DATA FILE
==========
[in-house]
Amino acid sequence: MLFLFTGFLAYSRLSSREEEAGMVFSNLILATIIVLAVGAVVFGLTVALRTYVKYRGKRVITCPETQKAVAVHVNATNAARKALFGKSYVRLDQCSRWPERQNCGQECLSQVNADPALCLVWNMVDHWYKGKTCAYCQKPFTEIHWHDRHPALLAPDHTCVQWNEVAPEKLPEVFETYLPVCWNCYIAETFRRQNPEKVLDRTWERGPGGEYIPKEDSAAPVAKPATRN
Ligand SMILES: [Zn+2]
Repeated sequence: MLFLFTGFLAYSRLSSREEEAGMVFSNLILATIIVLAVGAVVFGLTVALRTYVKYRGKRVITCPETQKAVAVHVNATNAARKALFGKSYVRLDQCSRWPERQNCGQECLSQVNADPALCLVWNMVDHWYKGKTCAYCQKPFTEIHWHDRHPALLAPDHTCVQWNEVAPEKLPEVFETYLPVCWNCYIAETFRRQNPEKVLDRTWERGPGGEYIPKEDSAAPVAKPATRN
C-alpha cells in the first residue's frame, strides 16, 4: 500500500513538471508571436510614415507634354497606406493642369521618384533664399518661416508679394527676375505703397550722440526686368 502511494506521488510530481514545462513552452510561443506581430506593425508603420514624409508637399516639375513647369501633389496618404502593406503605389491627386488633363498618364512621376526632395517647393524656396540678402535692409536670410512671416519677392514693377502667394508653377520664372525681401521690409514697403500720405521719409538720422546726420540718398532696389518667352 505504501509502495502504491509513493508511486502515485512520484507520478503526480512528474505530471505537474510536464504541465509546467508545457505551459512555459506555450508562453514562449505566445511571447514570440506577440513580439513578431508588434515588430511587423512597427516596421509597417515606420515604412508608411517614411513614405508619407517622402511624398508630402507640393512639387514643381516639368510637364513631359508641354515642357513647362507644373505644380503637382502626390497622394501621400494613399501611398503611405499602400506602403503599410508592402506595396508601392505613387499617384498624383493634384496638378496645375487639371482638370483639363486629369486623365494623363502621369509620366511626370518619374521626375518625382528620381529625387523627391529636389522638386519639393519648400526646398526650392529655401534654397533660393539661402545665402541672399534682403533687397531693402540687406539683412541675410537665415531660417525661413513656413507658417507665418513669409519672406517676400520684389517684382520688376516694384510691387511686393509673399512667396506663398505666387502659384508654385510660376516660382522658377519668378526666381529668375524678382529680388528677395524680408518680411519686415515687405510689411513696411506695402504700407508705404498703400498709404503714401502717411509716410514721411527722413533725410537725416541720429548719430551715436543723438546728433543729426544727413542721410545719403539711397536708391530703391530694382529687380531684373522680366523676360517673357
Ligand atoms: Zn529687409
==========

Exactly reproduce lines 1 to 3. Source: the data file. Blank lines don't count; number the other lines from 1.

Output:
[in-house]
Amino acid sequence: MLFLFTGFLAYSRLSSREEEAGMVFSNLILATIIVLAVGAVVFGLTVALRTYVKYRGKRVITCPETQKAVAVHVNATNAARKALFGKSYVRLDQCSRWPERQNCGQECLSQVNADPALCLVWNMVDHWYKGKTCAYCQKPFTEIHWHDRHPALLAPDHTCVQWNEVAPEKLPEVFETYLPVCWNCYIAETFRRQNPEKVLDRTWERGPGGEYIPKEDSAAPVAKPATRN
Ligand SMILES: [Zn+2]